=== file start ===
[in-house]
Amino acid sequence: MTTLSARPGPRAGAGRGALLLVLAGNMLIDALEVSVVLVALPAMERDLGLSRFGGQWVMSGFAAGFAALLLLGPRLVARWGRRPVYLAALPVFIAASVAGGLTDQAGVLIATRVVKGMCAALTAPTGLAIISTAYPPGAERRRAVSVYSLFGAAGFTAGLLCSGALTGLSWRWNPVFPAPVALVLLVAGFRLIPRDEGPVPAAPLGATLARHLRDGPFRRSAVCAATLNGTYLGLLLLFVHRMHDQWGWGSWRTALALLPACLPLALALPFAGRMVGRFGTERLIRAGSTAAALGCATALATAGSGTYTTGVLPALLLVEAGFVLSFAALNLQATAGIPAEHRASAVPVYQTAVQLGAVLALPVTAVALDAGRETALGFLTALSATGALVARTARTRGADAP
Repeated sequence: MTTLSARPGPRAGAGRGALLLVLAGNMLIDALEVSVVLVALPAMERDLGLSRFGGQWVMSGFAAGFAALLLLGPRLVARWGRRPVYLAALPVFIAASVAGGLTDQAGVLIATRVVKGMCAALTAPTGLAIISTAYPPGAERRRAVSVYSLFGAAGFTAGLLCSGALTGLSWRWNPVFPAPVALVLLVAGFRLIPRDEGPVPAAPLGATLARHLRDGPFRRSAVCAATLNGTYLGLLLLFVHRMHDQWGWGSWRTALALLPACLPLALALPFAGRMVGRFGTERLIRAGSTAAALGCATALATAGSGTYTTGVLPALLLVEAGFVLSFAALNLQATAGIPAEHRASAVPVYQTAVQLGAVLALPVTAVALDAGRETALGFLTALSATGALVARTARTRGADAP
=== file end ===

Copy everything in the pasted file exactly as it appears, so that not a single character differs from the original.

[in-house]
Amino acid sequence: MTTLSARPGPRAGAGRGALLLVLAGNMLIDALEVSVVLVALPAMERDLGLSRFGGQWVMSGFAAGFAALLLLGPRLVARWGRRPVYLAALPVFIAASVAGGLTDQAGVLIATRVVKGMCAALTAPTGLAIISTAYPPGAERRRAVSVYSLFGAAGFTAGLLCSGALTGLSWRWNPVFPAPVALVLLVAGFRLIPRDEGPVPAAPLGATLARHLRDGPFRRSAVCAATLNGTYLGLLLLFVHRMHDQWGWGSWRTALALLPACLPLALALPFAGRMVGRFGTERLIRAGSTAAALGCATALATAGSGTYTTGVLPALLLVEAGFVLSFAALNLQATAGIPAEHRASAVPVYQTAVQLGAVLALPVTAVALDAGRETALGFLTALSATGALVARTARTRGADAP
Repeated sequence: MTTLSARPGPRAGAGRGALLLVLAGNMLIDALEVSVVLVALPAMERDLGLSRFGGQWVMSGFAAGFAALLLLGPRLVARWGRRPVYLAALPVFIAASVAGGLTDQAGVLIATRVVKGMCAALTAPTGLAIISTAYPPGAERRRAVSVYSLFGAAGFTAGLLCSGALTGLSWRWNPVFPAPVALVLLVAGFRLIPRDEGPVPAAPLGATLARHLRDGPFRRSAVCAATLNGTYLGLLLLFVHRMHDQWGWGSWRTALALLPACLPLALALPFAGRMVGRFGTERLIRAGSTAAALGCATALATAGSGTYTTGVLPALLLVEAGFVLSFAALNLQATAGIPAEHRASAVPVYQTAVQLGAVLALPVTAVALDAGRETALGFLTALSATGALVARTARTRGADAP